Effect of a Stroke
Because a stroke can injure the brain, its effects can be widespread, directly impacting the way you think, speak, feel and move. Most people make improvements over time with the right combination of medical care, psychological care and therapy services. The goal of these services is to improve independence and quality of life for the patient.
Contrary to popular belief, speech therapy isn’t only designed to improve speech, but also to address swallowing and speech comprehension. Stroke victims may struggle to swallow food or drinks safely, to understand what others are saying and to verbalize their thoughts in order to communicate effectively. A strong speech therapy program aims to improve these skills after a stroke.
Many stroke patients experience paralysis on one side of the body to include the face, arm and leg on that side. Over time, the muscles affected can become tight and contracted. Physical therapists work with stroke victims to improve their strength and muscle control in hopes of regaining control over these muscles.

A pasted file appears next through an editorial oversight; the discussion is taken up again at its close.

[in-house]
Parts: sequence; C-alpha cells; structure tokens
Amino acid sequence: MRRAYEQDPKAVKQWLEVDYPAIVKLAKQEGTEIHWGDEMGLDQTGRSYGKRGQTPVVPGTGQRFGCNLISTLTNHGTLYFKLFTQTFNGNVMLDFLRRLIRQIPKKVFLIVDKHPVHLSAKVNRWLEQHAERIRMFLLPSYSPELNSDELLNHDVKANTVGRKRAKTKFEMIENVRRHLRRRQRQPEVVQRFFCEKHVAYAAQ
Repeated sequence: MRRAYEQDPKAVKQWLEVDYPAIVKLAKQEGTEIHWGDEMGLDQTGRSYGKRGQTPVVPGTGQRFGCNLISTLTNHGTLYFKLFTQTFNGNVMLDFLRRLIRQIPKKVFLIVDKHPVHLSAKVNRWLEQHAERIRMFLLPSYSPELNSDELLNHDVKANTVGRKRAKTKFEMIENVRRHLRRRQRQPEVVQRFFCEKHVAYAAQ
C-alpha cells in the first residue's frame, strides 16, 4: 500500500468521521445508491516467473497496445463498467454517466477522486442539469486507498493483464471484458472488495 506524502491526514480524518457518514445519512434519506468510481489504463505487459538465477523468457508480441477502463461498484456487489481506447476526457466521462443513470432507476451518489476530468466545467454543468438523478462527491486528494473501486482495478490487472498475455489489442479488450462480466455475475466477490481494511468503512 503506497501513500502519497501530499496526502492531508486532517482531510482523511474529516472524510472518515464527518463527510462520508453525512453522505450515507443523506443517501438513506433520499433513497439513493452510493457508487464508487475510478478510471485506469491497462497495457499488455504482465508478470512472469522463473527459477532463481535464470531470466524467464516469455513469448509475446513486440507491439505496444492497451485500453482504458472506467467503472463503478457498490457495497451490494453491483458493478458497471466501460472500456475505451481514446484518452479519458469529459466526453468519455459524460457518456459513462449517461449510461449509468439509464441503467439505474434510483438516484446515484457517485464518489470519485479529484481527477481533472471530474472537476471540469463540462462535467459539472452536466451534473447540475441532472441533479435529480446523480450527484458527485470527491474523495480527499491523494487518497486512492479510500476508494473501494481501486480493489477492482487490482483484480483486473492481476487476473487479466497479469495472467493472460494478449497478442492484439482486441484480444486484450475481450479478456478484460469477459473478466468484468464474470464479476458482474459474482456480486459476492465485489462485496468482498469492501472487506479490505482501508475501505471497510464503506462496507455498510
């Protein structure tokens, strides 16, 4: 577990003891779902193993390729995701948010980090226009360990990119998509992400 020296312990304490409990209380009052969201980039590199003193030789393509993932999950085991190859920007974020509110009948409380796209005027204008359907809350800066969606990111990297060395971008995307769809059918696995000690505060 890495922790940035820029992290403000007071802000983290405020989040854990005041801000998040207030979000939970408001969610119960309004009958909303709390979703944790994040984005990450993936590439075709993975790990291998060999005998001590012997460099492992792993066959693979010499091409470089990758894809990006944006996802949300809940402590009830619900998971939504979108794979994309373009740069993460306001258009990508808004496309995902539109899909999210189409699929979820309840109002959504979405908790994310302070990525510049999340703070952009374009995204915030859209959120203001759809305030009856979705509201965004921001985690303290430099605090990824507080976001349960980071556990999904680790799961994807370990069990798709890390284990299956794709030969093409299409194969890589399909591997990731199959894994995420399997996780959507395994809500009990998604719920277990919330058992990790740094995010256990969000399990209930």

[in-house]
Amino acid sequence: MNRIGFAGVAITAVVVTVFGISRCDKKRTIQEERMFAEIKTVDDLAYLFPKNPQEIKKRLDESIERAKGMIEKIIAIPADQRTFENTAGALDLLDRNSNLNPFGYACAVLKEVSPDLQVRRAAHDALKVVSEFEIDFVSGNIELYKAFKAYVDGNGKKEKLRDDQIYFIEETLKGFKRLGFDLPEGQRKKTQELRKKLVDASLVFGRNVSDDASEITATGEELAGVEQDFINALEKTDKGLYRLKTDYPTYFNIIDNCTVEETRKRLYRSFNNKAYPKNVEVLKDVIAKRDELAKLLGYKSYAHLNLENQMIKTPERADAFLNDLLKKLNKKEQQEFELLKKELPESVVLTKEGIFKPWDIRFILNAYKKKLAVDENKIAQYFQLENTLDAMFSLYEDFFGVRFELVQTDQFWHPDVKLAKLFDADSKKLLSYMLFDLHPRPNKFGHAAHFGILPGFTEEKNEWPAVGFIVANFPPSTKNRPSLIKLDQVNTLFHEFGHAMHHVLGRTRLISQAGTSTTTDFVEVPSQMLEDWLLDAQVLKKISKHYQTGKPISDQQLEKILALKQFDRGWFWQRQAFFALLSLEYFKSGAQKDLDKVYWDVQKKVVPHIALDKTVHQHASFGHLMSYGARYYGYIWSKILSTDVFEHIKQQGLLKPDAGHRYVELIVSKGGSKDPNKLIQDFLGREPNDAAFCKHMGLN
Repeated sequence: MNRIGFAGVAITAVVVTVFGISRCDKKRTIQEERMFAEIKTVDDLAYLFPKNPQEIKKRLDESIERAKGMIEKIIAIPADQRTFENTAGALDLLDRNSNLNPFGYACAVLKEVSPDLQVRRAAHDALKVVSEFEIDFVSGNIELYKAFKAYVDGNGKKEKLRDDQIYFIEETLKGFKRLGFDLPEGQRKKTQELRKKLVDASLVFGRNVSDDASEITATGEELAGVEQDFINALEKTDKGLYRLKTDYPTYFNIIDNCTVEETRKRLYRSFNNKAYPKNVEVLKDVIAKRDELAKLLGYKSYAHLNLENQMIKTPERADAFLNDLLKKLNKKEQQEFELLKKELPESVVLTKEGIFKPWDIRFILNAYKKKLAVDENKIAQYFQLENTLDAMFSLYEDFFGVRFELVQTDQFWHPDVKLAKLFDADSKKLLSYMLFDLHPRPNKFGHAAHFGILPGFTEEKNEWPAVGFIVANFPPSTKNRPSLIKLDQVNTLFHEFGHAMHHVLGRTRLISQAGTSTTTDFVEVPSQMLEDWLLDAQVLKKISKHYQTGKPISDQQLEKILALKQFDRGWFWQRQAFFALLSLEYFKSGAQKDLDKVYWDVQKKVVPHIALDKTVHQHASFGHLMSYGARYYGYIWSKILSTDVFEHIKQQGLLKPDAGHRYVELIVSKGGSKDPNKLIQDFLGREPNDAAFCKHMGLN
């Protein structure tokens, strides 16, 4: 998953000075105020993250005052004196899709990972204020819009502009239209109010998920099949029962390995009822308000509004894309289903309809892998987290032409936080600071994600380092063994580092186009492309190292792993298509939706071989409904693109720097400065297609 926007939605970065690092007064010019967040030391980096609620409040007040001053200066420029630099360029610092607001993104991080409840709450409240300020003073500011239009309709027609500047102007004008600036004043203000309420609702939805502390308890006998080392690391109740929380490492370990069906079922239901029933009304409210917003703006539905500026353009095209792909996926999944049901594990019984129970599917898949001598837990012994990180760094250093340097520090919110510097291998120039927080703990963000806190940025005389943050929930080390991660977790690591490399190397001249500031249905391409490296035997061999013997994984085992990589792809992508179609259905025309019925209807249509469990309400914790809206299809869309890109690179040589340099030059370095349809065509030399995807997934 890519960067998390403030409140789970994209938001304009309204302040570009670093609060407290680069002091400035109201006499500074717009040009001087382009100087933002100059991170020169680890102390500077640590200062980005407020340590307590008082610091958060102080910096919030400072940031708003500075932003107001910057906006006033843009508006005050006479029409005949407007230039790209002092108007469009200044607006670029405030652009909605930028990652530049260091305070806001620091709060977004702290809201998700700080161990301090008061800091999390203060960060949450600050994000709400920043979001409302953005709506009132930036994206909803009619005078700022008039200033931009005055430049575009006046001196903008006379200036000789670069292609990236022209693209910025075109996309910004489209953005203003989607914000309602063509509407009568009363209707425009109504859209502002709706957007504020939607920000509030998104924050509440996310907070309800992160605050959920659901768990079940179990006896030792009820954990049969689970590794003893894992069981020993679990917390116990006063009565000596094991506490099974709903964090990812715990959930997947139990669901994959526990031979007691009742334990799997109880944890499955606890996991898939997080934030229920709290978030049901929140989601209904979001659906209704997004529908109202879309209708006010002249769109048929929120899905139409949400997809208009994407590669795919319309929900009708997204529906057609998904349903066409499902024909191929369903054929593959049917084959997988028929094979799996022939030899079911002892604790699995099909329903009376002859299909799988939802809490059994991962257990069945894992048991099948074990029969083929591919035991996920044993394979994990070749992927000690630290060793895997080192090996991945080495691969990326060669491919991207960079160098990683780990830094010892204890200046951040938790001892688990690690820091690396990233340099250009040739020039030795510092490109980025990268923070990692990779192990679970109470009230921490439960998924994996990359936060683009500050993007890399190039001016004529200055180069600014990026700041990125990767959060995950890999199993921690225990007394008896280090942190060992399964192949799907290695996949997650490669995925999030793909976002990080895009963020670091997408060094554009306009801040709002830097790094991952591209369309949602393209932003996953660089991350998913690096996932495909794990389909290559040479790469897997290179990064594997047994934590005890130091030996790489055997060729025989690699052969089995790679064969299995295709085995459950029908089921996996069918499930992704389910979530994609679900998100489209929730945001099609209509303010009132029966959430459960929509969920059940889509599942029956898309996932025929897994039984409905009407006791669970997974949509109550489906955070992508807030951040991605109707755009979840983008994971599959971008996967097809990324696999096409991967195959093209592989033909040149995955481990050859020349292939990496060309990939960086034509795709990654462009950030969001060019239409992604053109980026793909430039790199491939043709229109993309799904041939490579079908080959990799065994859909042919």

Occupational therapy is the third piece of the stroke recovery puzzle. Occupational therapists aim to help stroke survivors relearn skills they need in order to take care of themselves. These may include dressing, bathing, transferring (moving from bed to wheelchair, etc.), driving, cleaning, cooking or regaining bowel and bladder control.
Immediately following a stroke, many patients require an inpatient stay in a skilled nursing facility. Not only is this most convenient for daily therapy appointments as the patient doesn’t have to waste energy getting to and from these obligations, but it also provides the patient with daily care they are unable to complete independently.
To learn more about stroke recovery and care for seniors, consult Santé today.